But I — I am very grateful that I had a grounding in faith that gave me the courage and the strength to do what I thought was right, regardless of what the world thought. And that’s all one can expect or hope for.

(CHEERING AND APPLAUSE)

O’BRIEN: When you pray…

(LAUGHTER)

O’BRIEN: And this is a — a very personal question. And you can defer it.

CLINTON: Oh, go ahead, Soledad.

O’BRIEN: All right.

(LAUGHTER)

O’BRIEN: It’s just us girls.

(LAUGHTER)

O’BRIEN: What do you ask for? What do you ask God for?

CLINTON: Well, it depends upon the time of day.

(LAUGHTER)

CLINTON: And, you know, sometimes, I say, oh, lord, why can’t you help me lose weight?

(LAUGHTER)

CLINTON: Sometimes — you know, sometimes, it’s, you know, obviously praying for discernment, for wisdom, for strength, for courage, praying for my family and my friends, I mean, praying for people whom I don’t have any personal connection with that I — I hear about, or I know about, or that I’m — I’m struck by.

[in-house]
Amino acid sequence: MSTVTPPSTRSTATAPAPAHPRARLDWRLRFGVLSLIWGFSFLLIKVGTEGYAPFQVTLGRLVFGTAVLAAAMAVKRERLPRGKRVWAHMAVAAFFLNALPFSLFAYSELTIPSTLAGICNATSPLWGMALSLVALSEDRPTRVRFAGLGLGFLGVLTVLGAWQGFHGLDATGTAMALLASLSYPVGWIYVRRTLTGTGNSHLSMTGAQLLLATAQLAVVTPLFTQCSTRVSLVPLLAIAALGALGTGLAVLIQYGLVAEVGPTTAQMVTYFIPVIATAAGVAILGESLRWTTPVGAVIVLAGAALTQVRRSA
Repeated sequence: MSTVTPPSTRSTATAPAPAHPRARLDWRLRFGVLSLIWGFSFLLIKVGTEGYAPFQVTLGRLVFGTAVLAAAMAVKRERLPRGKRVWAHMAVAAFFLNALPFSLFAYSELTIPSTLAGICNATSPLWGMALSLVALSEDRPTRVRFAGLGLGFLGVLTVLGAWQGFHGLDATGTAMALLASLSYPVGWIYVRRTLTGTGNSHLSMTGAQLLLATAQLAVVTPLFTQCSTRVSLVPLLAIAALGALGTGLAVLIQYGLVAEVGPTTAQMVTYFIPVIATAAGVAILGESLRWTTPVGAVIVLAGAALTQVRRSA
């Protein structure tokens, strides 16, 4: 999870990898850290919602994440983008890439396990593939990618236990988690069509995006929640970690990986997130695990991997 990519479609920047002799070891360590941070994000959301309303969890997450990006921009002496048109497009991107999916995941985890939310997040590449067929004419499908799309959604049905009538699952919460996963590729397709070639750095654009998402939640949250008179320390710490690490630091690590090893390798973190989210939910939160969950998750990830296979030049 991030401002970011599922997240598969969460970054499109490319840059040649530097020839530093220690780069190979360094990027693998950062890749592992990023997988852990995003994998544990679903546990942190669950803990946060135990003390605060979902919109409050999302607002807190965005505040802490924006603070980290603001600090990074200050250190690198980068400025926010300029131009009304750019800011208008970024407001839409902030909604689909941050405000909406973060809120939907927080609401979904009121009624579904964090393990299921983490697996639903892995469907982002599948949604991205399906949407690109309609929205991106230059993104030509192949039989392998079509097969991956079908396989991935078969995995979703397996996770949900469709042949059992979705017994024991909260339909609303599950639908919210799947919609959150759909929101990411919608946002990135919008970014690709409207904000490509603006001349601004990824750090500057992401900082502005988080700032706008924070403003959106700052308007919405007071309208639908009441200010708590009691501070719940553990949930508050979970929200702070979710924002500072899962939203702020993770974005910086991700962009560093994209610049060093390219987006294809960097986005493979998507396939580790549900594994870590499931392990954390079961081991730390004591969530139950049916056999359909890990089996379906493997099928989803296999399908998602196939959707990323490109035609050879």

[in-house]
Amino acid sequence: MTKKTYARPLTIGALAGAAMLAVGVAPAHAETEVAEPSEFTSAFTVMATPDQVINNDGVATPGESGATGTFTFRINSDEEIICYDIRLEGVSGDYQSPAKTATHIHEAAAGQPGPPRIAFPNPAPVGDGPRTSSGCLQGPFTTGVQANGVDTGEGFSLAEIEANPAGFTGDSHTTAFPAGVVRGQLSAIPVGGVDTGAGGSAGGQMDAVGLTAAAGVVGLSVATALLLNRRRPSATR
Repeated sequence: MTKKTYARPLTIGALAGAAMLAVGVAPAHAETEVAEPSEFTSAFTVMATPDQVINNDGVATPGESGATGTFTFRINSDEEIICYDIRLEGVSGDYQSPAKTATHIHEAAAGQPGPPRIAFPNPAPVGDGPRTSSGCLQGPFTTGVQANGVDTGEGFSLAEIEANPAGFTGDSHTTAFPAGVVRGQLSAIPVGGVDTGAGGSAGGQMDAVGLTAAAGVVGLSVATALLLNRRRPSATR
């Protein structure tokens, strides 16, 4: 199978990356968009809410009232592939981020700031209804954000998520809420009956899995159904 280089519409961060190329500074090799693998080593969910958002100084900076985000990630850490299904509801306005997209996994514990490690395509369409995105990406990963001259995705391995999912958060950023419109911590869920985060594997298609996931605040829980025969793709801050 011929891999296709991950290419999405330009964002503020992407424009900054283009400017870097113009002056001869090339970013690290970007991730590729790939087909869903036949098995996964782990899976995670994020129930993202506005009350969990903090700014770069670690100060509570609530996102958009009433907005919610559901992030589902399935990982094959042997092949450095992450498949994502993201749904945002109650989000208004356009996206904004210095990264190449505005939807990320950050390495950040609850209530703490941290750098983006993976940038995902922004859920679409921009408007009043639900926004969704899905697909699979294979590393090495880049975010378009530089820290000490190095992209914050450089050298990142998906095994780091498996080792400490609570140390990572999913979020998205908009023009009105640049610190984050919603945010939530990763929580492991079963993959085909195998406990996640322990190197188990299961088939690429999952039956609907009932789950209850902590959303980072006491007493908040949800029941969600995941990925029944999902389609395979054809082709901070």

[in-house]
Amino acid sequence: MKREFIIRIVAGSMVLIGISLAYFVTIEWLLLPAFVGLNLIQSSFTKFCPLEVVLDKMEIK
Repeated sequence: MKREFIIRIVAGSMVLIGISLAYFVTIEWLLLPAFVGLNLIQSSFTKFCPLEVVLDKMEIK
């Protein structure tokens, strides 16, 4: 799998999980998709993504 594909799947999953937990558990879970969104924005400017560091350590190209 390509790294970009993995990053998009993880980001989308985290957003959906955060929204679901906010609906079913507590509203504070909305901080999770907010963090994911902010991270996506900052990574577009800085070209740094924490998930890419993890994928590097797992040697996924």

You know, I — I will tell you, your question sort of prompted this in my head. I was at a Methodist church in Decorah, Iowa. And I was attending Sunday morning service. And I walked in, and I met the pastor, Carol Cress (ph), who welcomed me to her church and her congregation.

And she introduced me to this man from the Congo who the church had taken in as a refugee. And he said that he wanted to ask for my help for the people of the Congo. And he told me about how he had been campaigning for democracy, and he had been thrown in jail, and he had been beaten, and then he had been dragged from the jail by the officials, and he had been hung on a tree and left to die.

And the members of his church rescued him. And he told me this just as I was walking into the sanctuary. And I was just so overcome. And I spent much of the service thinking about and praying about these people in this church in the Congo — I don’t even know where in the Congo — who had saved this man and given him the chance to come and witness to somebody like me.